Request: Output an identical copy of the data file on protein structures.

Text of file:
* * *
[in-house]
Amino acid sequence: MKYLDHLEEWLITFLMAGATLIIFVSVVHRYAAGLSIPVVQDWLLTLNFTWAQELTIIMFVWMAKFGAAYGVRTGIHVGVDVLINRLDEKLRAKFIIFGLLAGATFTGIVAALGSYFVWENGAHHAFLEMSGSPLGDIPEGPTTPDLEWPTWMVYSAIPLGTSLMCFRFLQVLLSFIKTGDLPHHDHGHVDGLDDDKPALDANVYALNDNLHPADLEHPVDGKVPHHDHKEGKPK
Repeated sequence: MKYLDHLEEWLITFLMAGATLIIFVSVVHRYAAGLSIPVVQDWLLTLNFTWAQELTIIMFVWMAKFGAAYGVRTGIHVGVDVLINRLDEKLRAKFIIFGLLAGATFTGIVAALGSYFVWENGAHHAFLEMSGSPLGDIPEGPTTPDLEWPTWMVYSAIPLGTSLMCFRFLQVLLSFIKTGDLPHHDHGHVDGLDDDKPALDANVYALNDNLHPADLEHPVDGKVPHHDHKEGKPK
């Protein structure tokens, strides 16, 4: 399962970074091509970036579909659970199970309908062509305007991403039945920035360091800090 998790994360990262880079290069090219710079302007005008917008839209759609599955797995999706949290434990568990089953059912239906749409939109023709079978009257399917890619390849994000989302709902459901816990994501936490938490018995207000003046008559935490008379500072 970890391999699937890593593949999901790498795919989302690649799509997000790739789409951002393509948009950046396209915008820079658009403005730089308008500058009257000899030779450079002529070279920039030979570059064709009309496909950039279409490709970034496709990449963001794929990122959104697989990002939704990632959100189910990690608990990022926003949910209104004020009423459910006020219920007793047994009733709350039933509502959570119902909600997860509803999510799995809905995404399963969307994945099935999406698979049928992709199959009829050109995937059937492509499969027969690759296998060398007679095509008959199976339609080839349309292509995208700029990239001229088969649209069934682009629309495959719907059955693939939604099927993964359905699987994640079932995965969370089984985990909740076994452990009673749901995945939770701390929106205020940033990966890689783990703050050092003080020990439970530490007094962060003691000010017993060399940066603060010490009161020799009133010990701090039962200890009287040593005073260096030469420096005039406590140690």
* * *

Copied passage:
[in-house]
Amino acid sequence: MKYLDHLEEWLITFLMAGATLIIFVSVVHRYAAGLSIPVVQDWLLTLNFTWAQELTIIMFVWMAKFGAAYGVRTGIHVGVDVLINRLDEKLRAKFIIFGLLAGATFTGIVAALGSYFVWENGAHHAFLEMSGSPLGDIPEGPTTPDLEWPTWMVYSAIPLGTSLMCFRFLQVLLSFIKTGDLPHHDHGHVDGLDDDKPALDANVYALNDNLHPADLEHPVDGKVPHHDHKEGKPK
Repeated sequence: MKYLDHLEEWLITFLMAGATLIIFVSVVHRYAAGLSIPVVQDWLLTLNFTWAQELTIIMFVWMAKFGAAYGVRTGIHVGVDVLINRLDEKLRAKFIIFGLLAGATFTGIVAALGSYFVWENGAHHAFLEMSGSPLGDIPEGPTTPDLEWPTWMVYSAIPLGTSLMCFRFLQVLLSFIKTGDLPHHDHGHVDGLDDDKPALDANVYALNDNLHPADLEHPVDGKVPHHDHKEGKPK
């Protein structure tokens, strides 16, 4: 399962970074091509970036579909659970199970309908062509305007991403039945920035360091800090 998790994360990262880079290069090219710079302007005008917008839209759609599955797995999706949290434990568990089953059912239906749409939109023709079978009257399917890619390849994000989302709902459901816990994501936490938490018995207000003046008559935490008379500072 970890391999699937890593593949999901790498795919989302690649799509997000790739789409951002393509948009950046396209915008820079658009403005730089308008500058009257000899030779450079002529070279920039030979570059064709009309496909950039279409490709970034496709990449963001794929990122959104697989990002939704990632959100189910990690608990990022926003949910209104004020009423459910006020219920007793047994009733709350039933509502959570119902909600997860509803999510799995809905995404399963969307994945099935999406698979049928992709199959009829050109995937059937492509499969027969690759296998060398007679095509008959199976339609080839349309292509995208700029990239001229088969649209069934682009629309495959719907059955693939939604099927993964359905699987994640079932995965969370089984985990909740076994452990009673749901995945939770701390929106205020940033990966890689783990703050050092003080020990439970530490007094962060003691000010017993060399940066603060010490009161020799009133010990701090039962200890009287040593005073260096030469420096005039406590140690």